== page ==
Marking a major improvement amid the COVID-19 pandemic, India has moved up four places since 2019 to rank 48th in the Global Innovation Index (GII) 2020 report. India has for the first time made it to the top 50 countries in the GII. Now India has become the third-most innovative lower-middle-income economy in the world, according to the report. India, at 48, also retains the highest rank in the central and southern Asia region.
The GII 2020, in its 13th edition this year, is co-published by Cornell University, INSEAD, and the World Intellectual Property Organization (WIPO) - a specialized agency of the United Nations. Published annually since 2007, the GII is now a leading benchmarking tool for business executives, policy makers and others, seeking insight into the state of innovation around the world. Policymakers, business leaders and other stakeholders use the GII to evaluate progress on a continual basis.
Currently, the world is struggling to cope up with the economic and social implications of the COVID-19 crisis. Now more than ever, innovation—primarily in finding treatments and a vaccine—is humanity’s best hope to overcome the economic lockdown. This pandemic is a potent reminder that health-related research and development (R&D) and health system innovations are not a luxury, but a necessity as every crisis brings opportunities and room for creative disruption. One side effect of the current crisis has been to stimulate interest in innovative solutions for health, naturally, but also for areas such as remote work, distance education, e-commerce, and mobility solutions. Unleashing these positive forces may well support societal goals, including reducing or reversing long-term climate change.
The top 100 S&T clusters of GII 2020 report pinpoint the geographical areas accounting for most S&T activity in the world. However, they differ vastly in size and population density. To capture the S&T intensity of the top 100 clusters, per capita S&T output is measured, using a bottom up approach.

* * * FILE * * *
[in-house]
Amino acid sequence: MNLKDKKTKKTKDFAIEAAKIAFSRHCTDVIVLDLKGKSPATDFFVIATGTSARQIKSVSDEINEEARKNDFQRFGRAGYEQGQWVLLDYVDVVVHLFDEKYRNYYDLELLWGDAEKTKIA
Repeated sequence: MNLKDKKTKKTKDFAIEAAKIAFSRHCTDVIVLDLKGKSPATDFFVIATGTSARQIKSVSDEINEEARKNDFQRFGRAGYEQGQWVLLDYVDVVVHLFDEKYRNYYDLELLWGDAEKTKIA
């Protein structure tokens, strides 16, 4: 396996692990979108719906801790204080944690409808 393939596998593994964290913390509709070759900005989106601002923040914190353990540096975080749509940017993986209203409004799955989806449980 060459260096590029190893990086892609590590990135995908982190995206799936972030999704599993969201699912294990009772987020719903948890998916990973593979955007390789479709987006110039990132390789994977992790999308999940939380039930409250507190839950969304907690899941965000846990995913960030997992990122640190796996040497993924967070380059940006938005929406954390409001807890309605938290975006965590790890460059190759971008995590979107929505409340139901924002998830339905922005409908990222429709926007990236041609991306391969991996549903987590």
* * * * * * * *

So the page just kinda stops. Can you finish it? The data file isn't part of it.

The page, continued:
India has embarked on a journey towards creating an enabling environment by putting in place an ecosystem that breeds innovation. The Government of India has launched several significant initiatives for propelling innovation, such as the Start-up India initiative, Accelerating Growth of New India’s Innovations (AGNIi), Atal Tinkering Labs (ATLs), Smart City Mission, etc. All these initiatives, coupled with phenomenal research and innovation from the institutions, industry, and society, are cementing India’s position as an innovation and knowledge hub.
Various fiscal incentives are offered by the Government of India’s Department of Scientific and Industrial Research (DSIR) for R&D activities performed by institutions, academia, and industry for supporting, nurturing, and leading their innovations towards fruition. Technology Development Board (TDB), an important stakeholder in the Indian innovation ecosystem, provides soft loans and promotes the equity of Indian industry through the development and commercialization of indigenous technology and by adapting imported technology for domestic applications. Biotechnology Industry Research Assistance Council (BIRAC) supports high-risk, early starters from academia, start-ups, or incubators that have exciting ideas in the nascent or planning stage. In India, there has been phenomenal growth of the private and foreign-owned private equity & venture capital industry. The government has also played an important role in establishing and nurturing the industry segment by various fiscal concessions.